Fire Code Issues Facing Fire Chiefs Anthony Apfelbeck Fire Marshal/Building Official City of Altamonte Springs Central Florida Fire Chiefs November 12, 2009
Objectives • Statutory Authority and Responsibility • Local Fire Code Amendments • Venue Shift in Code Development • Manual Fire Alarm System Retrofit • Truss Marking • One-and Two-Family Dwelling Fire Sprinklers • Customer Service
Statutory Authority and Responsibility • 633.121 Persons authorized to enforce laws and rules of State Fire Marshal.--The chiefs of county, municipal, and special-district fire departments; other fire department personneldesignated by their respective chiefs; and personnel designated by local governments having no organized fire departments are authorized to enforce this law and all rules prescribed by the State Fire Marshal within their respective jurisdictions.
Statutory Authority and Responsibility • SFMO DEC Statement Casselberry 39751-01 • The local fire official must not be subject to, or under the control of, the local building official in matters involving firesafety inspections; • The local building official is not permitted to overrule the local fire official in matters involving firesafety inspections (Nothing in this Declaratory Statement is intended to mean that the local fire official may not be subject to the local building official for strictly administrative or time-management purposes. . .)
Statutory Authority and Responsibility • Why is this important? • Increased emphasis on merging fire prevention and building departments • The fire inspector license is relatively easy to obtain • The building official license is impossible to obtain for most fire prevention staff • Therefore, placing fire under building is usually the solution that results in greatest economies • Be prepared to respond to this option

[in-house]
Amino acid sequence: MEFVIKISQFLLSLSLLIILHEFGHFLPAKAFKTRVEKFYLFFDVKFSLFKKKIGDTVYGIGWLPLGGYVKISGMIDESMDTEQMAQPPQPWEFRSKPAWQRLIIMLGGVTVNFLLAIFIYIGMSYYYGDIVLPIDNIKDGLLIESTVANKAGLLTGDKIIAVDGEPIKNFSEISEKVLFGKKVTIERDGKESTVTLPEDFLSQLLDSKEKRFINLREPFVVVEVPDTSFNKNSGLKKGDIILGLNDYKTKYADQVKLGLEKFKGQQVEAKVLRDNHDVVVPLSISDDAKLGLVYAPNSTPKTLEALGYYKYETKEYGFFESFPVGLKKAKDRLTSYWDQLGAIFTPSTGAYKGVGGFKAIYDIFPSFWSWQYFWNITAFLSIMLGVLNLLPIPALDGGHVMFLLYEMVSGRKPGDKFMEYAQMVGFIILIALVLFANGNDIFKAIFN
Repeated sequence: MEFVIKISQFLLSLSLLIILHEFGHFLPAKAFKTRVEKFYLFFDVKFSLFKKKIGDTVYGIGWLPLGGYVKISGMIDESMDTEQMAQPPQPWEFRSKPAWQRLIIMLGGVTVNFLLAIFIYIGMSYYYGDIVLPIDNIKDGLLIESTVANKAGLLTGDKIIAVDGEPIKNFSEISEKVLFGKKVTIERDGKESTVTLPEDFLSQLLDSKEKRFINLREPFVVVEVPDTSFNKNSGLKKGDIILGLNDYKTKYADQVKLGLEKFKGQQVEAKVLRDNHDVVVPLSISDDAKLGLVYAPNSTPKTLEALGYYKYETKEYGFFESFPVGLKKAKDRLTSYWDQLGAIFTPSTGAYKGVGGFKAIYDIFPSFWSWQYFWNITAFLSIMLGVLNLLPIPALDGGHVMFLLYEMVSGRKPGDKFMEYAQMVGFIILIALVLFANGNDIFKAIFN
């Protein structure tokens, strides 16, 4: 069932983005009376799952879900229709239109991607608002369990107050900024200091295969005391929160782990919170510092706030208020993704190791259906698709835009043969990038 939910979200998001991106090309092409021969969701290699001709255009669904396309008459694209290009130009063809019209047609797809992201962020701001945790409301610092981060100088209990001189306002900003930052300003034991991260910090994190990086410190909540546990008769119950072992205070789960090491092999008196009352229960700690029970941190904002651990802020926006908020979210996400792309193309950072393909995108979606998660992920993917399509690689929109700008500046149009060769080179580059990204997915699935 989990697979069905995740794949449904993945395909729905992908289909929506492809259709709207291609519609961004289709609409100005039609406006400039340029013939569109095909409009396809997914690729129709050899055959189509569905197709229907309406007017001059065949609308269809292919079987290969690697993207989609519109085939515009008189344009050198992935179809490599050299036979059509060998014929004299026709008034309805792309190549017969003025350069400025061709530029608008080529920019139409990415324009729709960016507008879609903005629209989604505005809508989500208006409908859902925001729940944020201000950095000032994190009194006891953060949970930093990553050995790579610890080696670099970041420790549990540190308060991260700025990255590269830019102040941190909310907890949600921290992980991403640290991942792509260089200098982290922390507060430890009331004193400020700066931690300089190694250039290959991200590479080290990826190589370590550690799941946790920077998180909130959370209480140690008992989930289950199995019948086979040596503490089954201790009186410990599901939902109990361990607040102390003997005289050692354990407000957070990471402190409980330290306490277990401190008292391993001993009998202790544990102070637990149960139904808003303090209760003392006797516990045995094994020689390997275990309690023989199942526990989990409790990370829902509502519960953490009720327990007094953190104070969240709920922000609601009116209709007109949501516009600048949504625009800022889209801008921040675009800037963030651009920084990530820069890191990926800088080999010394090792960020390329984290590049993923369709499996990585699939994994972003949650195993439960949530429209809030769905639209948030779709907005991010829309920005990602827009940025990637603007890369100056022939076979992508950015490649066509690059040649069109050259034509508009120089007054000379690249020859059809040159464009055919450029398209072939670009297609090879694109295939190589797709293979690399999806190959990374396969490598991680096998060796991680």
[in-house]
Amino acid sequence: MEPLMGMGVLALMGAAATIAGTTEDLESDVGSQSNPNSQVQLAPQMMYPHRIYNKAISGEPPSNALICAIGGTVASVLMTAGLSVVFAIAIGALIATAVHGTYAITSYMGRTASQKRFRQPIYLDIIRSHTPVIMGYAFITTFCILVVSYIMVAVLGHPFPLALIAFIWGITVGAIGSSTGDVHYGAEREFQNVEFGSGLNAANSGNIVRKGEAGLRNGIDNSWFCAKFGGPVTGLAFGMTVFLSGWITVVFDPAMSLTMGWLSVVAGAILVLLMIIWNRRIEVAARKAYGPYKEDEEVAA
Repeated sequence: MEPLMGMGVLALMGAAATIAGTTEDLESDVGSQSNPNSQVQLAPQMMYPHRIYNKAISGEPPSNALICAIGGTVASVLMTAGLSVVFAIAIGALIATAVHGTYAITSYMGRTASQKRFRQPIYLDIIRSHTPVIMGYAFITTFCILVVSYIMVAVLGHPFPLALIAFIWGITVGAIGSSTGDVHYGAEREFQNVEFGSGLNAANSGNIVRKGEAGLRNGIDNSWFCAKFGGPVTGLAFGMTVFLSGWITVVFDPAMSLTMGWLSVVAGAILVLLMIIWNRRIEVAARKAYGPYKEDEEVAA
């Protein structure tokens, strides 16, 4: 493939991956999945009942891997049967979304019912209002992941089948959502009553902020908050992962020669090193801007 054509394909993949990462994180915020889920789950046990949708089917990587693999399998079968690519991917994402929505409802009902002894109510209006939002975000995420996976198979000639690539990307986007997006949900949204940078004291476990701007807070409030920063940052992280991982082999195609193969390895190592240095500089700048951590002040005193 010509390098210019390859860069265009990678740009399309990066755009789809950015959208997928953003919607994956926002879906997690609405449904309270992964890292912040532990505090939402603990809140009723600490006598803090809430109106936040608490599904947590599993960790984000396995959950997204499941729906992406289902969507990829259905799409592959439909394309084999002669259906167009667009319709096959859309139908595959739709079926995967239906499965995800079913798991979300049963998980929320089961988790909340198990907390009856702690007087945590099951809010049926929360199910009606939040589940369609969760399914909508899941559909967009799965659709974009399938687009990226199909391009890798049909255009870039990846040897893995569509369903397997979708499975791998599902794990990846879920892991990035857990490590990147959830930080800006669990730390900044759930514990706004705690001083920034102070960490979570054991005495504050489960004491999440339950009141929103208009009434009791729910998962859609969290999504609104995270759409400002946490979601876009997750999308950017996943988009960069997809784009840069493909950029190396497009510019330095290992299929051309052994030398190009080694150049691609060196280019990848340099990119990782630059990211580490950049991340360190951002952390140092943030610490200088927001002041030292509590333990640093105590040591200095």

Local Fire Code Amendments • 547 Adopting Agencies in Florida • 67 Counties • 69 Special Fire Control Districts • 411 Cities • Only 42 Legal Fire Code Amendments • 6 Counties <9% • 6 Special Districts <9% • 30 Cities <8%
Local Fire Code Amendments • Guidelines: • 1. If your technical amendment to the Florida Fire Prevention Code is not listed on the SFMO web site, it is not a legal fire code amendment. • 2. Just because your local amendment is posted, it does not mean it is legal. • 3. Most local amendments sunset every three years with the new code. • 4. Adoption of a local amendment has numerous qualifiers listed in 633.0215 , .022 and .025. • 5. Do not rely on your legal counsel!!
Venue Shift in Code Development • The Florida Fire Prevention Code is developed in two areas: • 1. National: As NFPA 1- Fire Code and NFPA 101-Life Safety Code. • 2. State: As amendments to NFPA 1 and 101. • Difficult to amend locally and the SFMO is reluctant to amend on a state basis • Easiest to change the base documents of NFPA-1 and 101